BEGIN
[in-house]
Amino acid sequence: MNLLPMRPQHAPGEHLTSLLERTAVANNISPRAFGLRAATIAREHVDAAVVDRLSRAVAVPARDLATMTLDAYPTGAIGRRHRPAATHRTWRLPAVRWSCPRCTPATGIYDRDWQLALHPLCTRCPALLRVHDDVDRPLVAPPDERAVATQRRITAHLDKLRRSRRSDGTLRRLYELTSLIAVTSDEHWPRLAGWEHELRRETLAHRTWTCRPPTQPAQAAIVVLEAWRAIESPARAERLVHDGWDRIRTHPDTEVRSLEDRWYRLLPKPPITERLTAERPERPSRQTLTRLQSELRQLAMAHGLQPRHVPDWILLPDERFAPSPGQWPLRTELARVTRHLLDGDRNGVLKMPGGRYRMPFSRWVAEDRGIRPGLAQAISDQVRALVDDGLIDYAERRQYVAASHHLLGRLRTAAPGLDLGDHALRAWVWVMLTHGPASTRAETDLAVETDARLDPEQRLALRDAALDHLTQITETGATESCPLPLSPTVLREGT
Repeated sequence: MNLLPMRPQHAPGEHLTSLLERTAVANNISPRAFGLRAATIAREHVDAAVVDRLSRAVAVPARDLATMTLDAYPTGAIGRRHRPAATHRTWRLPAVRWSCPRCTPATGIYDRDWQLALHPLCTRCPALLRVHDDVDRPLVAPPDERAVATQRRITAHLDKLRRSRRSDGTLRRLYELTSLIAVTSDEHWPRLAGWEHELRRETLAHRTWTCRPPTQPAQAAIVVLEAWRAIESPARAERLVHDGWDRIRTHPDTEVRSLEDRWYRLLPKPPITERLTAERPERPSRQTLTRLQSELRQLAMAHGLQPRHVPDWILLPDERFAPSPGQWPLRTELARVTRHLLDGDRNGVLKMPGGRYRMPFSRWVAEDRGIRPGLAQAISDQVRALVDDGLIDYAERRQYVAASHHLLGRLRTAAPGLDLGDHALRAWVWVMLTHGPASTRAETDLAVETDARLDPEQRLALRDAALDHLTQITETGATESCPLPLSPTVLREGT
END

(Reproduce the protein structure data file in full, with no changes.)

[in-house]
Amino acid sequence: MNLLPMRPQHAPGEHLTSLLERTAVANNISPRAFGLRAATIAREHVDAAVVDRLSRAVAVPARDLATMTLDAYPTGAIGRRHRPAATHRTWRLPAVRWSCPRCTPATGIYDRDWQLALHPLCTRCPALLRVHDDVDRPLVAPPDERAVATQRRITAHLDKLRRSRRSDGTLRRLYELTSLIAVTSDEHWPRLAGWEHELRRETLAHRTWTCRPPTQPAQAAIVVLEAWRAIESPARAERLVHDGWDRIRTHPDTEVRSLEDRWYRLLPKPPITERLTAERPERPSRQTLTRLQSELRQLAMAHGLQPRHVPDWILLPDERFAPSPGQWPLRTELARVTRHLLDGDRNGVLKMPGGRYRMPFSRWVAEDRGIRPGLAQAISDQVRALVDDGLIDYAERRQYVAASHHLLGRLRTAAPGLDLGDHALRAWVWVMLTHGPASTRAETDLAVETDARLDPEQRLALRDAALDHLTQITETGATESCPLPLSPTVLREGT
Repeated sequence: MNLLPMRPQHAPGEHLTSLLERTAVANNISPRAFGLRAATIAREHVDAAVVDRLSRAVAVPARDLATMTLDAYPTGAIGRRHRPAATHRTWRLPAVRWSCPRCTPATGIYDRDWQLALHPLCTRCPALLRVHDDVDRPLVAPPDERAVATQRRITAHLDKLRRSRRSDGTLRRLYELTSLIAVTSDEHWPRLAGWEHELRRETLAHRTWTCRPPTQPAQAAIVVLEAWRAIESPARAERLVHDGWDRIRTHPDTEVRSLEDRWYRLLPKPPITERLTAERPERPSRQTLTRLQSELRQLAMAHGLQPRHVPDWILLPDERFAPSPGQWPLRTELARVTRHLLDGDRNGVLKMPGGRYRMPFSRWVAEDRGIRPGLAQAISDQVRALVDDGLIDYAERRQYVAASHHLLGRLRTAAPGLDLGDHALRAWVWVMLTHGPASTRAETDLAVETDARLDPEQRLALRDAALDHLTQITETGATESCPLPLSPTVLREGT